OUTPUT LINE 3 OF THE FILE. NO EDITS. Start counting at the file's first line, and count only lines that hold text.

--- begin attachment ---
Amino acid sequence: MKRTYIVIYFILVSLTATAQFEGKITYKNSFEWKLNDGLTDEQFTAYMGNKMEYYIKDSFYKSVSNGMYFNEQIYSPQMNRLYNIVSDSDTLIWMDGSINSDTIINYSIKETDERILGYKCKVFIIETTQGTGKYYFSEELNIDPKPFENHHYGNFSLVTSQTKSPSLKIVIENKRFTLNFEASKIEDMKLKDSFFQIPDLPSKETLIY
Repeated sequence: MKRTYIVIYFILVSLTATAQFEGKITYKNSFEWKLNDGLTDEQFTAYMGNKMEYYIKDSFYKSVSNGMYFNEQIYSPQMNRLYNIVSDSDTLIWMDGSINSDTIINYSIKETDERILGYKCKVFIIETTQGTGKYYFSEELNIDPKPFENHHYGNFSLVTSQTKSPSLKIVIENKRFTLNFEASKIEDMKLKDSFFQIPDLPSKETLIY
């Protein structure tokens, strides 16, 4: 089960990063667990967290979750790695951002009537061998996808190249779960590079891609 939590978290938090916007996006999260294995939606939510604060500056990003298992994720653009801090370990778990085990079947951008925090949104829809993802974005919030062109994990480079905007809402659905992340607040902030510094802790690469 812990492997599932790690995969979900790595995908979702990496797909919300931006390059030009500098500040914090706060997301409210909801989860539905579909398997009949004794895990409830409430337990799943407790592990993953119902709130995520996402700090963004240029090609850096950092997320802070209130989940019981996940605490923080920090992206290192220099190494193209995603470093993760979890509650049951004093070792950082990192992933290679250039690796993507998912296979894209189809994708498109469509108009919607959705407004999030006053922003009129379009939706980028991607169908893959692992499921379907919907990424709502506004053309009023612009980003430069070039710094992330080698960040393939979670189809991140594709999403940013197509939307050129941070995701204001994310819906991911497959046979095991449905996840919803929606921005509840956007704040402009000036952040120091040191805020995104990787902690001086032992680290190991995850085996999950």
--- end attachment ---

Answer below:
């Protein structure tokens, strides 16, 4: 089960990063667990967290979750790695951002009537061998996808190249779960590079891609 939590978290938090916007996006999260294995939606939510604060500056990003298992994720653009801090370990778990085990079947951008925090949104829809993802974005919030062109994990480079905007809402659905992340607040902030510094802790690469 812990492997599932790690995969979900790595995908979702990496797909919300931006390059030009500098500040914090706060997301409210909801989860539905579909398997009949004794895990409830409430337990799943407790592990993953119902709130995520996402700090963004240029090609850096950092997320802070209130989940019981996940605490923080920090992206290192220099190494193209995603470093993760979890509650049951004093070792950082990192992933290679250039690796993507998912296979894209189809994708498109469509108009919607959705407004999030006053922003009129379009939706980028991607169908893959692992499921379907919907990424709502506004053309009023612009980003430069070039710094992330080698960040393939979670189809991140594709999403940013197509939307050129941070995701204001994310819906991911497959046979095991449905996840919803929606921005509840956007704040402009000036952040120091040191805020995104990787902690001086032992680290190991995850085996999950």